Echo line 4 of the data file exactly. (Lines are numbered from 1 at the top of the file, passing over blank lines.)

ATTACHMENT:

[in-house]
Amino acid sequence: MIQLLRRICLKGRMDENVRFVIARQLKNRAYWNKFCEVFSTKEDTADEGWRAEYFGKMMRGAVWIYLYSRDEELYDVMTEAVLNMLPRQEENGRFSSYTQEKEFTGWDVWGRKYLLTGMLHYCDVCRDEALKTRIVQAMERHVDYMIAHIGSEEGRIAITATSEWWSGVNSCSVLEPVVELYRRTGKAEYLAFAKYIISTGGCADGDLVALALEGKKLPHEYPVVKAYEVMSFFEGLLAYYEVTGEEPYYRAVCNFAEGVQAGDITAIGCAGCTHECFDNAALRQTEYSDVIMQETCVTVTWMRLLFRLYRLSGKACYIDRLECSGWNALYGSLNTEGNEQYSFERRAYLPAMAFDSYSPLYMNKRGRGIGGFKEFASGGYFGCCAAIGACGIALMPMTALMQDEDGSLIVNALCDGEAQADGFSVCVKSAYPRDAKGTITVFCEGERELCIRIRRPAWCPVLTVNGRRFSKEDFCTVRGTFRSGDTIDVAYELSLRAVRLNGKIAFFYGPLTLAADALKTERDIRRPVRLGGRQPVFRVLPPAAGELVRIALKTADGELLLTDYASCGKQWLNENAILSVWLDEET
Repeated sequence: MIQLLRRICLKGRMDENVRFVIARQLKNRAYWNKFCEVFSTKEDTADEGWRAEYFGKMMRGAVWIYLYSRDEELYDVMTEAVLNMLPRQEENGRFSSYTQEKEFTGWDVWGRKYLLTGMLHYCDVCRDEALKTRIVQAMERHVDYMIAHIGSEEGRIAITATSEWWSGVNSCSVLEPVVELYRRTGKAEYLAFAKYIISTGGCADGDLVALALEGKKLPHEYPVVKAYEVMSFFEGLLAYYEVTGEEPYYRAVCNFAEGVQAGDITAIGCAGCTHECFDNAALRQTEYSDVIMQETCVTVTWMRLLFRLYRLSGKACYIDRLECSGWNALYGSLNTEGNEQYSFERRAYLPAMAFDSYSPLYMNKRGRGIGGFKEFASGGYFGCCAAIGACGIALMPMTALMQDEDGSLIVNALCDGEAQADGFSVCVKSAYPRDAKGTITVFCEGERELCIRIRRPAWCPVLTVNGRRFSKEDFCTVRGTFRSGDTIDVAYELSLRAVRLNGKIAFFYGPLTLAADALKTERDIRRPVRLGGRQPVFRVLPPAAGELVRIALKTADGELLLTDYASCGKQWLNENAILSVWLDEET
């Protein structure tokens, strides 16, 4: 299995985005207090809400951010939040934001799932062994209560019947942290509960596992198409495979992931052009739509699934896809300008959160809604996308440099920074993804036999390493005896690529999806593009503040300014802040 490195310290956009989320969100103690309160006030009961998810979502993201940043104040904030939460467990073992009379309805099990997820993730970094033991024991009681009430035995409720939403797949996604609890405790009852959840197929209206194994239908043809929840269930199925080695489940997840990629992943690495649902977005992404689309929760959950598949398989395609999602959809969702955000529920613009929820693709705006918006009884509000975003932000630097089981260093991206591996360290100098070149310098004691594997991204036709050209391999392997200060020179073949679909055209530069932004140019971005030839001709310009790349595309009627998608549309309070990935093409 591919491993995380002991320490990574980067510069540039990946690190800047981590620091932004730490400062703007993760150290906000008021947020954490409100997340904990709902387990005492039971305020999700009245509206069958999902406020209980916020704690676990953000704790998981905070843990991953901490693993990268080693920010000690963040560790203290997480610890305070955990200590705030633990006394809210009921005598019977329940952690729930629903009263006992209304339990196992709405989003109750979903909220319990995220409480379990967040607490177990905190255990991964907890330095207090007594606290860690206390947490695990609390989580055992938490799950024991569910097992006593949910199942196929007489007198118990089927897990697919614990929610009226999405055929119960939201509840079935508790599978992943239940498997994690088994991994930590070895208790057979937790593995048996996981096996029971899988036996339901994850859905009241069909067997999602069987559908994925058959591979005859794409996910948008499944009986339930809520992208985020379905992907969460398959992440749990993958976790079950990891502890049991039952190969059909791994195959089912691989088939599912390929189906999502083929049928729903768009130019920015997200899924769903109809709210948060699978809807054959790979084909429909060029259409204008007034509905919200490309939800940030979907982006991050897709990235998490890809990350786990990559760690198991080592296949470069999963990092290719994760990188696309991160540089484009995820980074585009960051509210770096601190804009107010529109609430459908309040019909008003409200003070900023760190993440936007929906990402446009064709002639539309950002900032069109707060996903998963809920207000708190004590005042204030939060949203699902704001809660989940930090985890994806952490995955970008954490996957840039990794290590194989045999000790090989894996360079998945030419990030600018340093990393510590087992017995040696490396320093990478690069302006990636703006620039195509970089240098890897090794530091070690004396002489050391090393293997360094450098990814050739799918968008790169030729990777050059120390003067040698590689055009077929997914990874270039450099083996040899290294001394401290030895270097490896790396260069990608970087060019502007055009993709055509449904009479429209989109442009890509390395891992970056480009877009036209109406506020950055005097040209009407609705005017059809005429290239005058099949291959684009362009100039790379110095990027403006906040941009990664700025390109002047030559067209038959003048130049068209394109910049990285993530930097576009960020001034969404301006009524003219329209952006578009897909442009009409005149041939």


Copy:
């Protein structure tokens, strides 16, 4: 299995985005207090809400951010939040934001799932062994209560019947942290509960596992198409495979992931052009739509699934896809300008959160809604996308440099920074993804036999390493005896690529999806593009503040300014802040 490195310290956009989320969100103690309160006030009961998810979502993201940043104040904030939460467990073992009379309805099990997820993730970094033991024991009681009430035995409720939403797949996604609890405790009852959840197929209206194994239908043809929840269930199925080695489940997840990629992943690495649902977005992404689309929760959950598949398989395609999602959809969702955000529920613009929820693709705006918006009884509000975003932000630097089981260093991206591996360290100098070149310098004691594997991204036709050209391999392997200060020179073949679909055209530069932004140019971005030839001709310009790349595309009627998608549309309070990935093409 591919491993995380002991320490990574980067510069540039990946690190800047981590620091932004730490400062703007993760150290906000008021947020954490409100997340904990709902387990005492039971305020999700009245509206069958999902406020209980916020704690676990953000704790998981905070843990991953901490693993990268080693920010000690963040560790203290997480610890305070955990200590705030633990006394809210009921005598019977329940952690729930629903009263006992209304339990196992709405989003109750979903909220319990995220409480379990967040607490177990905190255990991964907890330095207090007594606290860690206390947490695990609390989580055992938490799950024991569910097992006593949910199942196929007489007198118990089927897990697919614990929610009226999405055929119960939201509840079935508790599978992943239940498997994690088994991994930590070895208790057979937790593995048996996981096996029971899988036996339901994850859905009241069909067997999602069987559908994925058959591979005859794409996910948008499944009986339930809520992208985020379905992907969460398959992440749990993958976790079950990891502890049991039952190969059909791994195959089912691989088939599912390929189906999502083929049928729903768009130019920015997200899924769903109809709210948060699978809807054959790979084909429909060029259409204008007034509905919200490309939800940030979907982006991050897709990235998490890809990350786990990559760690198991080592296949470069999963990092290719994760990188696309991160540089484009995820980074585009960051509210770096601190804009107010529109609430459908309040019909008003409200003070900023760190993440936007929906990402446009064709002639539309950002900032069109707060996903998963809920207000708190004590005042204030939060949203699902704001809660989940930090985890994806952490995955970008954490996957840039990794290590194989045999000790090989894996360079998945030419990030600018340093990393510590087992017995040696490396320093990478690069302006990636703006620039195509970089240098890897090794530091070690004396002489050391090393293997360094450098990814050739799918968008790169030729990777050059120390003067040698590689055009077929997914990874270039450099083996040899290294001394401290030895270097490896790396260069990608970087060019502007055009993709055509449904009479429209989109442009890509390395891992970056480009877009036209109406506020950055005097040209009407609705005017059809005429290239005058099949291959684009362009100039790379110095990027403006906040941009990664700025390109002047030559067209038959003048130049068209394109910049990285993530930097576009960020001034969404301006009524003219329209952006578009897909442009009409005149041939």